A Jewish cemetery in the town of Bolgrad in Ukraine's Odessa Region was vandalized, according to an April 25 report by the Russian Jewish web site Jewish.ru. The vandals damaged eleven gravestones sometime between April 20 and April 24.

 read more ...
USA - Tuesday, April 29, 2008

$2 Million Grant Awarded to Former Oheb Shalom Synagogue in Newark
Greater Newark Conservancy City Bloom Newsletter
An anonymous, longtime valued supporter and donor recently awarded Greater Newark Conservancy with a $2 million challenge grant to launch the Conservancy’s new $6 million Campaign for the Building. The new Campaign will provide the Conservancy with the necessary funds to complete the renovation of the Main Building, located adjacent to the site of the Conservancy’s Prudential Outdoor Learning Center in downtown Newark. Renovations to this historic building, once home to Oheb Shalom Congregation, Adas Israel and Mishnayes and later Metropolitan Baptist Church, will allow us to increase our year round programming for children and adults in urban communities. The renovated building will include classrooms, a lecture hall, exhibit space and an educational kitchen.

 read more ...
USA - Monday, April 28, 2008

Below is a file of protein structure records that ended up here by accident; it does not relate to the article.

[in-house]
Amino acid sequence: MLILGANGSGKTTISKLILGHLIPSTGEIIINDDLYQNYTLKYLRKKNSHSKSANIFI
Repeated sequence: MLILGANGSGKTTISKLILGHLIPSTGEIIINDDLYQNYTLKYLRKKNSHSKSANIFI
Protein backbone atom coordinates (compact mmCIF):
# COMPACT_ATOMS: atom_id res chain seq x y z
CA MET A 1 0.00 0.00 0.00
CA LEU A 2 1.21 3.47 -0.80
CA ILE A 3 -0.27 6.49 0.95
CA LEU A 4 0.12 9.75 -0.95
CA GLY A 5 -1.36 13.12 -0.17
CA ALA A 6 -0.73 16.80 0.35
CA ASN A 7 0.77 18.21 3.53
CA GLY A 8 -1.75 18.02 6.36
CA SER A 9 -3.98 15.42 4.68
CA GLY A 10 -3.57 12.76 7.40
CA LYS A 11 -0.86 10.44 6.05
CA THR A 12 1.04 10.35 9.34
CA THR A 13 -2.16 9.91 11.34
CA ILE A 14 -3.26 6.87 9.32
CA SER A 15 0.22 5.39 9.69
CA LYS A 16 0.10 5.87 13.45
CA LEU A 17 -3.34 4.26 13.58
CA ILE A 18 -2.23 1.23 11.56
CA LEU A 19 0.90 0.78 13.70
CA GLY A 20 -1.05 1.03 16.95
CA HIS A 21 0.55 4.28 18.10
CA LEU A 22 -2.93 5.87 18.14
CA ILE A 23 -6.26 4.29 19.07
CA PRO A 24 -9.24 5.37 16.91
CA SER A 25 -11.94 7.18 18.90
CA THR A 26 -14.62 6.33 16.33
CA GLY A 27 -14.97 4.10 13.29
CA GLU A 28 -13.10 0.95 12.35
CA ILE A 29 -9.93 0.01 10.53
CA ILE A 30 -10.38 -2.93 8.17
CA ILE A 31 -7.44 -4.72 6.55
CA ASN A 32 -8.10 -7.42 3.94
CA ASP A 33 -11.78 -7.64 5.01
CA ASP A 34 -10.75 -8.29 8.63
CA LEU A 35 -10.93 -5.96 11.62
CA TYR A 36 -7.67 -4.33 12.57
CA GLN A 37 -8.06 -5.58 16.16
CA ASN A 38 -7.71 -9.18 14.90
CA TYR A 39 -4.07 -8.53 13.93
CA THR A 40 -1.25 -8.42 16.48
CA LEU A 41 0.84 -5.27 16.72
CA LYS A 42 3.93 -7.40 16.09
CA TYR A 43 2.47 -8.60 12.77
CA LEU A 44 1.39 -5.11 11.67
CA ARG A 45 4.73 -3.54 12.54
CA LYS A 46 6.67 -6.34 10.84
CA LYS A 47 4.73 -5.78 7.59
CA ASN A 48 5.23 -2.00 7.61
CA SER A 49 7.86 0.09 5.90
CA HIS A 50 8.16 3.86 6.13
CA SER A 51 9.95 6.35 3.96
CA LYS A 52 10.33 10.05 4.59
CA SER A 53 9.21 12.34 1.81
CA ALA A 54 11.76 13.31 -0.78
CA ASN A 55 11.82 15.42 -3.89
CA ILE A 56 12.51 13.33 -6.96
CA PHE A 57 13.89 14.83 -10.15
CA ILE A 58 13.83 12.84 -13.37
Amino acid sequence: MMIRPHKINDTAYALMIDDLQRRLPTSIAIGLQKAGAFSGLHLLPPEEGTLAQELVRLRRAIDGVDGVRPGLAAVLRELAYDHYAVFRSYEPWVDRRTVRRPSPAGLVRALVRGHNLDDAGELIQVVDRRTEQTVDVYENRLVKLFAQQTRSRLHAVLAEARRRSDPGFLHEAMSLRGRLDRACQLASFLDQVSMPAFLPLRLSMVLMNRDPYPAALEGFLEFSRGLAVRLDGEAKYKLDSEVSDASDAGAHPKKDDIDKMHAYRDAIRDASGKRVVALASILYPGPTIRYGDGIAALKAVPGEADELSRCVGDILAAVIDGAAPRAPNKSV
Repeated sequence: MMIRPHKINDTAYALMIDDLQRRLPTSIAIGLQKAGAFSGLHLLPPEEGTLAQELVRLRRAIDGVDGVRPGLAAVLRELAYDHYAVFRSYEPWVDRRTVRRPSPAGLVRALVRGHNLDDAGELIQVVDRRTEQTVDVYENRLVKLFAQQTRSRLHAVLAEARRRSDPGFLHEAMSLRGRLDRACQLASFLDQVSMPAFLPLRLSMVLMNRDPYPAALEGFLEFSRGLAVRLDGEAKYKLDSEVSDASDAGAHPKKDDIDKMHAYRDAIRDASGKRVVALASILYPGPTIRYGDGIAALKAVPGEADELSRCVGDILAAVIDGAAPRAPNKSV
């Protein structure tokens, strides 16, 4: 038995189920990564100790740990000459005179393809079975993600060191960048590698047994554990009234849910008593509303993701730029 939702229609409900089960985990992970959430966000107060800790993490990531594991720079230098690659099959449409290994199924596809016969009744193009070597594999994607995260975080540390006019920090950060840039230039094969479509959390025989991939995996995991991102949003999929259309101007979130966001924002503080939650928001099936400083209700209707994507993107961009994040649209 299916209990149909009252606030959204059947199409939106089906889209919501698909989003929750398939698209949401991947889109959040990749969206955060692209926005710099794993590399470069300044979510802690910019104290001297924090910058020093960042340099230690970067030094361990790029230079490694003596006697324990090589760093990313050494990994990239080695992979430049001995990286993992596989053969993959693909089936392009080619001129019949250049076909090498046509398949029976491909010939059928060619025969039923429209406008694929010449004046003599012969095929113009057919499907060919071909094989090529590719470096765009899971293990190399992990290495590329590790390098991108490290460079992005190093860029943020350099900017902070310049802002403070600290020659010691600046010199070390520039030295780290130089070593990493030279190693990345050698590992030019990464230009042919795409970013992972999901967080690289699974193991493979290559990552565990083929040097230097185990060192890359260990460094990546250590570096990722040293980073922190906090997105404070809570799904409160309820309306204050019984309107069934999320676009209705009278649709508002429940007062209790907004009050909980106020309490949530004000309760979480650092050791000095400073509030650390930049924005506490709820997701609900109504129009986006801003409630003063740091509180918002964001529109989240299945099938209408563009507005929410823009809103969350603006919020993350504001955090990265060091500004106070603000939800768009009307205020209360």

Jewish Museum Milwaukee Opens
By Charles Benson
TodaysTMJ4.com
Milwaukee - It has been 20 years in the making, but Monday the doors to the Jewish Museum Milwaukee finally opened to the public. The Jewish Museum is a walk down memory lane. Some of it painful. Some of it powerful. "I think it's a nice way to show an ethnic community involvement with this city," said educator Ellie Gettinger. Gettinger walked us through the museum where there are exhibits and stories about the Jewish heritage and culture in Milwaukee as waves of Jewish people arrived here in the 19th and 20th centuries.

 read more ...
USA - Tuesday, April 22, 2008

6th North American Chevra Kadisha Conference
The 6th annual North American Chevra Kadisha Conference will be held in Edison, NJ at the Holiday Inn Hotel - Raritan Conference Center - June 1- 3, 2008 - Sunday 1pm to Tuesday 1pm.  Check the ISJM calendar of events or the link below for more information.

 read more ...
CZECH REPUBLIC - Tuesday, April 22, 2008

Czech police find all plates stolen from Terezin cemetery